But I only spoke to one fella who actually is working specifically in the field he studied in college. And, you want to know why he is? Well, it’s because his parents had the forethought to guide all their children into not only thinking about what they would do for their careers, but also made them actually get jobs in the field. It worked out for him. And, it worked out for his sister as well, but in the opposite way. His sister wanted to be a secretary. Her parents made her get a job in an office as an assistant while still in high school.

She didn’t like it.

But now, at least she knew before wasting a lot of unhappy years and a lot of time at a school studying something she would hate and either eventually give up or hate working at the rest of her life.

So, I see now, that it’s beneficial either way. Youngsters just have to be guided to make a concrete plan to figure out what they really want to do with the rest of their lives.

This brother and sister were lucky.

So was a young employee who graduated from college about six years ago. He also works in a field he studied for — engineering. But it was with planning and forethought that he did the practical work — researching fields, trying out different jobs, finding out the possible job openings predicted, figuring out what school was best for him rather than going where friends went, or choosing a career like medicine versus, say, philosophy — without any thought as to the job market, or making plans to go to a company, a location that would have the job he was hoping to find.

One of his guidance counselors told him to get practical experience. That was a gigantic help to him and immensely helpful advice, which he ravenously took.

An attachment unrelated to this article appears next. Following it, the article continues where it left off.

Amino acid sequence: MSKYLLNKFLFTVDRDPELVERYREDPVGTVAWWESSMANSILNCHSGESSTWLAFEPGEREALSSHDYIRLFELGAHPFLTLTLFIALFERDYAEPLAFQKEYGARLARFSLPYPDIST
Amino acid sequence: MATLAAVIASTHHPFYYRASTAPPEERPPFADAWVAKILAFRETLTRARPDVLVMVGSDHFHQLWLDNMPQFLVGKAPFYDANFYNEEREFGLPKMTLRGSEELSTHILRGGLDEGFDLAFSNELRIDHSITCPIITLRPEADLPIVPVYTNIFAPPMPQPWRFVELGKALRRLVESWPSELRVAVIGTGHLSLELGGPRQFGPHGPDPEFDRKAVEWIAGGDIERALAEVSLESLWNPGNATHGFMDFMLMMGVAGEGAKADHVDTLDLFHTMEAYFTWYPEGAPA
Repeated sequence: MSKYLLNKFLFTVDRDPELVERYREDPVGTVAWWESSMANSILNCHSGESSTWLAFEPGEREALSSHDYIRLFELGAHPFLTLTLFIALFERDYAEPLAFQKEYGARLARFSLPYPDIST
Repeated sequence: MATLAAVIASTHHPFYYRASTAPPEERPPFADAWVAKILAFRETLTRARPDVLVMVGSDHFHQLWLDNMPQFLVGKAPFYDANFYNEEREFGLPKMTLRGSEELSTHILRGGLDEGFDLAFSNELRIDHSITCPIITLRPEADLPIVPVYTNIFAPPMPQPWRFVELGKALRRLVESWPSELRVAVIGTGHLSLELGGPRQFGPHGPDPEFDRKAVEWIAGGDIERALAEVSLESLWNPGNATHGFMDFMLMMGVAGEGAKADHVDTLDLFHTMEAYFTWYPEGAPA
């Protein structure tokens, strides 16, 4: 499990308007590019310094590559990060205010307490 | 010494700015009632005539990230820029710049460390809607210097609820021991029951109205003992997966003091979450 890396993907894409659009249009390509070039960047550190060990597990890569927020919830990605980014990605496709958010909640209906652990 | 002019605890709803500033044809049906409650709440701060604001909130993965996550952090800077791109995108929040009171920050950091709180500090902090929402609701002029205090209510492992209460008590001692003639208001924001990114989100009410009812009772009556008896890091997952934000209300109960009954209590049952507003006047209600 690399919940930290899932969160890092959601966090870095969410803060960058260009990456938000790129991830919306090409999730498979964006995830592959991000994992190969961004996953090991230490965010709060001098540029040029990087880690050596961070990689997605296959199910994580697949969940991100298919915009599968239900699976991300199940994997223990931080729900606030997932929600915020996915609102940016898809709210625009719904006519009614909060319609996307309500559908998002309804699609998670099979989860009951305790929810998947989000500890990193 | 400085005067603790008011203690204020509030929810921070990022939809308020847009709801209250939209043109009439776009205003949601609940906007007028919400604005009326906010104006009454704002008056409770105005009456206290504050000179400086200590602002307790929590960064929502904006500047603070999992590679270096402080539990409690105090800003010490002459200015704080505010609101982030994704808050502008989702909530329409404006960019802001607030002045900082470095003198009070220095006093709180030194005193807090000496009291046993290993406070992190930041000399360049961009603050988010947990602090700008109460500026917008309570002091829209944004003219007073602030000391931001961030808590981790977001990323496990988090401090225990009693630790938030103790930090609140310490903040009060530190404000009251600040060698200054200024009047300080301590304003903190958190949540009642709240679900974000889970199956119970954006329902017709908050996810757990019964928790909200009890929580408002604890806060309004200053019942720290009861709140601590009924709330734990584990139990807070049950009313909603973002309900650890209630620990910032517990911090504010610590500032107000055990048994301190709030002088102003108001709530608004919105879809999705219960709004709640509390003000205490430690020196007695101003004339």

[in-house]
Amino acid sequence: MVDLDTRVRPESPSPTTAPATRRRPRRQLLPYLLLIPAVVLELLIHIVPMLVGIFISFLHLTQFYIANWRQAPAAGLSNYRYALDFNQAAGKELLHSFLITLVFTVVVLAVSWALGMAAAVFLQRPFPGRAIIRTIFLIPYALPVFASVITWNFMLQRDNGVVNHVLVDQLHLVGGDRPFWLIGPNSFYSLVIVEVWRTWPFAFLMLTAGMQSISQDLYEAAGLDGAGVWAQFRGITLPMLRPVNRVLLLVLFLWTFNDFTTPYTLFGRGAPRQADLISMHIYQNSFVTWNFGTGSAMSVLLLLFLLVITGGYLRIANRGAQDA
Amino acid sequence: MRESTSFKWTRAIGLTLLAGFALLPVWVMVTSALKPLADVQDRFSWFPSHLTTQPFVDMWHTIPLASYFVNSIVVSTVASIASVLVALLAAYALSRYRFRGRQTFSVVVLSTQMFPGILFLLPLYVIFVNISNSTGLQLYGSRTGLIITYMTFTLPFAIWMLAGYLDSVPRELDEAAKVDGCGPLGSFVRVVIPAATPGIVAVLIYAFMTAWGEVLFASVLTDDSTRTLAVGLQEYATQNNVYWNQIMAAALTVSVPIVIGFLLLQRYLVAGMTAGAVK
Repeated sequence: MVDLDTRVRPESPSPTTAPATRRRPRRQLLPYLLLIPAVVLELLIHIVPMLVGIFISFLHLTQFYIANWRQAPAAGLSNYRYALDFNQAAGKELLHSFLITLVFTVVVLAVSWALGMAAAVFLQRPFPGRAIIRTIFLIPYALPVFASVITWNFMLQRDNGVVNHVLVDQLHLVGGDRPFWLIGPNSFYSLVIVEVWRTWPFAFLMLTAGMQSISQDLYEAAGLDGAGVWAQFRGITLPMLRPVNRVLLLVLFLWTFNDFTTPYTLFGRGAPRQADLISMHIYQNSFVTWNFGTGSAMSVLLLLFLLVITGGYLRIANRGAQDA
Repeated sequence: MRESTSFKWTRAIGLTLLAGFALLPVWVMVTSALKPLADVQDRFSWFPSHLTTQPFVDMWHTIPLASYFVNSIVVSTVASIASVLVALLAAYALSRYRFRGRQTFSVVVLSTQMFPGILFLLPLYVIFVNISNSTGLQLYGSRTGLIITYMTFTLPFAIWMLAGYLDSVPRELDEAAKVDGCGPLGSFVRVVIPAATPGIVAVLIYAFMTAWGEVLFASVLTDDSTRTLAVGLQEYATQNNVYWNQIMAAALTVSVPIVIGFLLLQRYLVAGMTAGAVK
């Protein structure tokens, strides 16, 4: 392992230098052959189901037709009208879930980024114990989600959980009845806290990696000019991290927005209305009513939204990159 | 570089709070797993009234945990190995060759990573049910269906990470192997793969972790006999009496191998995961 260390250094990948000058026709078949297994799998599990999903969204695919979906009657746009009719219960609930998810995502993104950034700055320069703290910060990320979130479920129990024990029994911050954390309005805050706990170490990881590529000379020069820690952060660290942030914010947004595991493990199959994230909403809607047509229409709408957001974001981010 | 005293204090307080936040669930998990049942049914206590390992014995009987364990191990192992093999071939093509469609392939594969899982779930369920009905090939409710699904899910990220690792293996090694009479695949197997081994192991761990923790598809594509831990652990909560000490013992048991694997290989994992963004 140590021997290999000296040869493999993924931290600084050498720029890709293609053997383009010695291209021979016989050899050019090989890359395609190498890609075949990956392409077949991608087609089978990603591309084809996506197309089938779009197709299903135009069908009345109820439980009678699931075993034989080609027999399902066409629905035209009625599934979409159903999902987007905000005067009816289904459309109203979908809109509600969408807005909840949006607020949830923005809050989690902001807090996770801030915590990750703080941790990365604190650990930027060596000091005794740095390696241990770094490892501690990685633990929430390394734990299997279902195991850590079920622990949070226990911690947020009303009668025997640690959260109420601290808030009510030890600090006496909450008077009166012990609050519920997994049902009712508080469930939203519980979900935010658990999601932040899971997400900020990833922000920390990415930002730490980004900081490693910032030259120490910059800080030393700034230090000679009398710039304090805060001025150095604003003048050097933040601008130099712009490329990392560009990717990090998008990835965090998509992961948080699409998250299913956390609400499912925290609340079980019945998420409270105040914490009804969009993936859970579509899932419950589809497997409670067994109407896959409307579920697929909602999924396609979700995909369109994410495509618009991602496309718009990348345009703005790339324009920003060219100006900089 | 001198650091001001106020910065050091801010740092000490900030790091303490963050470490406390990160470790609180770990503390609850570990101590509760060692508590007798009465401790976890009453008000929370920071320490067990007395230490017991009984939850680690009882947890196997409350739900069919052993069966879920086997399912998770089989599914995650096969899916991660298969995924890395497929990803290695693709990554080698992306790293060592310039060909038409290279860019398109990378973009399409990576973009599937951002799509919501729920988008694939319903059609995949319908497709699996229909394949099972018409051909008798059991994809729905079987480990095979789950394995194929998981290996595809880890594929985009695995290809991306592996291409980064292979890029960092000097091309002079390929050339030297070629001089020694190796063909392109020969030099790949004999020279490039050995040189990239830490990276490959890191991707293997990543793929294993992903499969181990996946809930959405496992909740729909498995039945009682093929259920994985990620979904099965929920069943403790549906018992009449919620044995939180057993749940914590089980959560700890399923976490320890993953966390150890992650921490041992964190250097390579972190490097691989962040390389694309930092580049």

Most of his friends, however, didn’t do their homework and are now floundering, working at menial jobs, or working at jobs not related to their studies, or just not doing much of anything with their time and their lives.

They are just now getting down to brass tacks and trying to figure out what to do.

In my research, I did come up with a few specific pieces of advice that might help the budding student with this lifelong work dilemma.

I found a list of the supposed five worst job fields.

I don’t know how accurate this list is, but here they are for you to judge.

The first listed was social work.

The second, elementary school teachers.

Drama and the theater arts. I would kinda have to agree with this one.

Next, family and consumer studies. I’m not even sure what field those are. Sales?

And, fifth is anthropology and archaeology. I wonder if Indiana Jones knows this?

But, after all, he is a fictional character, so, I guess he doesn’t count.

Yet, I can identify with those, as well as sympathize, who would like to enter these fields. I can see the attraction to most of them, as well as the difficulties for a career that they represent.

Yes, it’s difficult, almost daunting, to try to figure out how you want to spend the rest of your life at the ripe old age of 18.

I know. I’ve been there.

But then again, I’m still not sure what I really want to do when I grow up. Or, if I ever really will — grow up, that is.